Polar Biology

, Volume 38, Issue 7, pp 1035–1047 | Cite as

Diet of female polar bears in the southern Beaufort Sea of Alaska: evidence for an emerging alternative foraging strategy in response to environmental change

  • M. C. RogersEmail author
  • E. Peacock
  • K. Simac
  • M. B. O’Dell
  • J. M. Welker
Original Paper


Polar bear (Ursus maritimus) diet may become more variable in some Arctic regions due to climate warming and altered sea ice habitat. We surveyed carbon and nitrogen stable isotope profiles of five polar bear tissues sampled from adult females in the Southern Beaufort Sea of Alaska in order to assess inter-tissue isotopic variability and to determine whether any dietary shifts are occurring in this population. We did not detect any significant shifts from historical means in population-level tissue stable isotope values. A number of sectioned hair samples, however, were significantly depleted in 15N relative to the mean. We hypothesized that lower hair δ15N values were due to the consumption of bowhead whale (Balaena mysticetus) tissue. Telemetry data showed that polar bears with 15N-depleted hair sections were located on multiple dates near known subsistence-harvested bowhead whale bone piles and had spent 90 % of the prior year within 50 km of the shore. Bears with hair section δ15N values at or above the mean spent no time near bowhead whale bone piles and less than half of the year nearshore. An isotopic mixing model estimation of diet proportions determined that bowhead whale comprised approximately 50–70 % of fall diet for bears with lower hair δ15N values. We conclude that these results offer emergent evidence of an alternative foraging strategy within this population: ‘coastal’ bears, which remain near to shore for much of the year and use bowhead whale bone piles when they are present. In contrast, ‘pelagic’ bears follow a more typical strategy and forage widely on sea ice for seals.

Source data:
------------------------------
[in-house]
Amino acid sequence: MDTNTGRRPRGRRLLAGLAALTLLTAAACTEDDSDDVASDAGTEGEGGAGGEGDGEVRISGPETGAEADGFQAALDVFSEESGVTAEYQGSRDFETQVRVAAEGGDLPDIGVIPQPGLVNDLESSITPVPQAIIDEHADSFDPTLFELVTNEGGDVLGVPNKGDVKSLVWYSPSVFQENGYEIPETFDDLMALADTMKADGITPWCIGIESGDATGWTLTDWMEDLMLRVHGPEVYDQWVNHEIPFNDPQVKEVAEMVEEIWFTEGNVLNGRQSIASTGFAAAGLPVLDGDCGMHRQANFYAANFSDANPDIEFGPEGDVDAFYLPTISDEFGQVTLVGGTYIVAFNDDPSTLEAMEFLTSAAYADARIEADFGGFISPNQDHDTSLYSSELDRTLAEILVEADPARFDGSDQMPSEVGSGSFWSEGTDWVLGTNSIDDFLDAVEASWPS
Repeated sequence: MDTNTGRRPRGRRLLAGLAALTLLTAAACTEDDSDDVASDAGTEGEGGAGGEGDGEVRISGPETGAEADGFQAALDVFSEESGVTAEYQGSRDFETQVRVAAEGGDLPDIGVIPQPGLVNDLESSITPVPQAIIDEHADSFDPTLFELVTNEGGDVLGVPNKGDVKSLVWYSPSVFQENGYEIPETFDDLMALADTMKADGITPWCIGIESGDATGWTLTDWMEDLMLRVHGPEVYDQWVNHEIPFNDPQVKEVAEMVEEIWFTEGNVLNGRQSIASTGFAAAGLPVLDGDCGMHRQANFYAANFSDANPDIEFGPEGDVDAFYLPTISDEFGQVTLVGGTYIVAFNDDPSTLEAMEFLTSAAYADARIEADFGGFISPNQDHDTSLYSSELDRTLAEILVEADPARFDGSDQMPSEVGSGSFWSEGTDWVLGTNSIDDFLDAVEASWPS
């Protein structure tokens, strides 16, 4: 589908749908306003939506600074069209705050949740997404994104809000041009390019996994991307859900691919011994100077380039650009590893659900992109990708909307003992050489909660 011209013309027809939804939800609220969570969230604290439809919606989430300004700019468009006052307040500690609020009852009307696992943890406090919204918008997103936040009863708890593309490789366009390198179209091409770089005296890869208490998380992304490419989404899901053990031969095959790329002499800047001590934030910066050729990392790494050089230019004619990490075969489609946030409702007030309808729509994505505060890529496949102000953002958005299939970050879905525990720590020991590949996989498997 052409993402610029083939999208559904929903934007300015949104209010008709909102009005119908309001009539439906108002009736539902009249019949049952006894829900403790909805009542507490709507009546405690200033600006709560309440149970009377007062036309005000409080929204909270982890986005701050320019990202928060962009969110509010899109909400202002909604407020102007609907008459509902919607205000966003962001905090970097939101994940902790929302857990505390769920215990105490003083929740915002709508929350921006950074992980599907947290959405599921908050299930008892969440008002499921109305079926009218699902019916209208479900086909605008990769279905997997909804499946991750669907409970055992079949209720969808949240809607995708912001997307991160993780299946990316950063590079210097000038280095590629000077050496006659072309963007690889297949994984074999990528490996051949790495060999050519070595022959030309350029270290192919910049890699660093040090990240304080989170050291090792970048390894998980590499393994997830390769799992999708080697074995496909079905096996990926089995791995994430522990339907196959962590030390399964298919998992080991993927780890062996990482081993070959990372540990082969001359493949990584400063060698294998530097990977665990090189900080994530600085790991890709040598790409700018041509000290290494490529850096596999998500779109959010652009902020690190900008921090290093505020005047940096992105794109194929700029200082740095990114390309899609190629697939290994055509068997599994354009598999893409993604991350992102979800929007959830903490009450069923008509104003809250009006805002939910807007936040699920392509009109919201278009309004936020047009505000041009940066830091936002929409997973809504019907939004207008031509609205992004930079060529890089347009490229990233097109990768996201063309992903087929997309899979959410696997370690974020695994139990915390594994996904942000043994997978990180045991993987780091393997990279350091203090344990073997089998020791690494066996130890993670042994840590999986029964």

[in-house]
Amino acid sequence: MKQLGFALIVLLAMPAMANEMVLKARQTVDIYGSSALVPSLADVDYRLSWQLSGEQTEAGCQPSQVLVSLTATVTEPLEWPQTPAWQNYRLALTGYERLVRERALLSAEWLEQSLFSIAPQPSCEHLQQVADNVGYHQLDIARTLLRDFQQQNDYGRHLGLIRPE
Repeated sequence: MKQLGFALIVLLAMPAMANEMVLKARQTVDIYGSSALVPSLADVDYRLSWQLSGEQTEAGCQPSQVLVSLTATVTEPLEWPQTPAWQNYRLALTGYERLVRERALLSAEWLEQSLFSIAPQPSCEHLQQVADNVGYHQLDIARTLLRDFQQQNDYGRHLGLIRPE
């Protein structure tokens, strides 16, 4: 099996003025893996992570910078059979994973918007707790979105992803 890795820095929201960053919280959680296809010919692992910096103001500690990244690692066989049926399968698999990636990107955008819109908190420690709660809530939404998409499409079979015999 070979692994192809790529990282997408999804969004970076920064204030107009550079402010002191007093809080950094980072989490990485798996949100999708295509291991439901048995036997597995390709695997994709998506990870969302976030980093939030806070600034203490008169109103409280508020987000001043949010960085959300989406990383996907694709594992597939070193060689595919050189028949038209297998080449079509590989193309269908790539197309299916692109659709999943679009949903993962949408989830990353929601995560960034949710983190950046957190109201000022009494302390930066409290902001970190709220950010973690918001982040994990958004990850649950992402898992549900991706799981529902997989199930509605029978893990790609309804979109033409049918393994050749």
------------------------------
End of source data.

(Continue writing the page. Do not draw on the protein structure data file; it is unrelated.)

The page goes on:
Alaska Arctic Bowhead whale Foraging ecology Polar bear Stable isotopes Telemetry 



This work is part of the US Geological Survey’s Changing Arctic Ecosystem Initiative and is supported by funding from the Wildlife Program of the USGS Ecosystem Mission Area. Additional support was provided by the USGS Climate and Land Use Change Mission Area, the Bureau of Ocean Energy Management, the Bureau of Land Management, and the US Fish and Wildlife Service. The analyses were made possible in part by a National Science Foundation Major Research Instrumentation award (0953271) to J. Welker that assisted in establishing the University of Alaska Anchorage Stable Isotope Laboratory. Naomi Bargmann provided vital assistance in the sample analysis. We thank George Durner and Anthony Pagano for their significant contributions to fieldwork and data management associated with polar bear sampling and PTT deployment, and Todd Atwood and Øystein Wiig for providing constructive comments on a previous version of the manuscript. Any use of trade, product, or firm names is for descriptive purposes only and does not imply endorsement by the US Government.


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Copyright information

© Springer-Verlag Berlin Heidelberg 2015

Authors and Affiliations

  • M. C. Rogers
    • 1
    Email author
  • E. Peacock
    • 2
  • K. Simac
    • 2
  • M. B. O’Dell
    • 1
    • 3
  • J. M. Welker
    • 3
    • 4
  1. 1.Environment and Natural Resources InstituteUniversity of Alaska AnchorageAnchorageUSA
  2. 2.US Geological Survey, Alaska Science CenterAnchorageUSA
  3. 3.Department of Biological SciencesUniversity of Alaska AnchorageAnchorageUSA
  4. 4.University Center in SvalbardLongyearbyenNorway

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